I’m going to take a side trek today into home computing with applicability to IT. Bear with me.
We maintain a pretty complex home network, as home networks go. With three NAS servers, a small one-box SAN, some web servers and connections to several hosted environments. We both work from home, and my business is contained in one of the NAS servers and some of those hosted environments, so it’s all necessary. Scheduling downtime with several people using the network darned near 24/7 is difficult. Not medium enterprise level of difficult, but still an issue.
Two of our NAS servers each have a disk out. It happens, that’s why they’re NAS servers. In general, the only day that replacing the disks makes sense is Sunday, when things are a little slower (both in schedules and network usage) than normal. One of our web servers is just plain dead–but there’s info on there we have to get off. The code is mostly being replaced, but the data is collected over years and we need to see how much we can salvage.
None of these things are shiny DevOps things. Yet, they still have to get done. Importantly, they have to get done when automated tools aren’t running across the network or counting on the NAS to be responsive. The rush isn’t huge, because there are off-site backups, but restoring a remote backup is a long-term proposition–weeks, not days in our current environment–so it must happen as soon as practicable.
Don’t forget that with the drive to automate everything. If you own the hardware, it’ll need maintenance. If you own the software, same thing. If you need data to move platforms, it will take time. All things we kind of hand-wave in the DevOps world. They’re seen as bottlenecks, if seen at all. Generally, we don’t even consider maintenance issues until they impact DevOps, but we know they are going to happen so we should have a plan for how to deal with them.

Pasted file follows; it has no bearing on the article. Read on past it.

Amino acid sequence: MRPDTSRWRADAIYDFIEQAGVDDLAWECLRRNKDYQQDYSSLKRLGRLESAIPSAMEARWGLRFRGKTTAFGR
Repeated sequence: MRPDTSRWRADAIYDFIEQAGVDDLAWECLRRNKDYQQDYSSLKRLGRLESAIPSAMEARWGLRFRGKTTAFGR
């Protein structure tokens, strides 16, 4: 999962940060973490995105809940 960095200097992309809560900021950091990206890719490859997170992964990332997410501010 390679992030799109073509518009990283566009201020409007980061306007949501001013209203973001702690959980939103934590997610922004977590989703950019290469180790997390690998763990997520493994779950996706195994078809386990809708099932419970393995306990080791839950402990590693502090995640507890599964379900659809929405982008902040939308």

Those few of you whose entire environment is hosted in a cloud provider have an easier job of it, but eventually you will be asked to move cloud providers. As sure as the sun will rise tomorrow, something will drive a move away from your chosen platform. Normally TCO, but other factors play in, too. When that happens, the work will be more than “Find time for the NAS to rebuild without overly impacting everything else.”
So, spend some time thinking about it. Do you have plans to make room for maintenance? Are you scheduling maintenance into release cycles? Are you coordinating releases with updates that are not required by this specific release?
This is where dev (typically Agile/Scrum) meets ops (typically system/network maintenance), and it is every bit as important as what is normally seen as DevOps. Get it right and have fun, keep cranking stuff out. Get it wrong and struggle with the problems infrastructure issues can inflict upon your cool new update. One of our new websites outright stopped development when the web server went down–for a variety of reasons, but the catalyst was the loss of the original. We’re working out what to do about that.
Meanwhile, we didn’t make time yesterday, so I’ll be replacing disks and tearing apart a web server in a much smaller window that is available today. See you when I poke my head back up. Hopefully, you’ll have better planning than we did.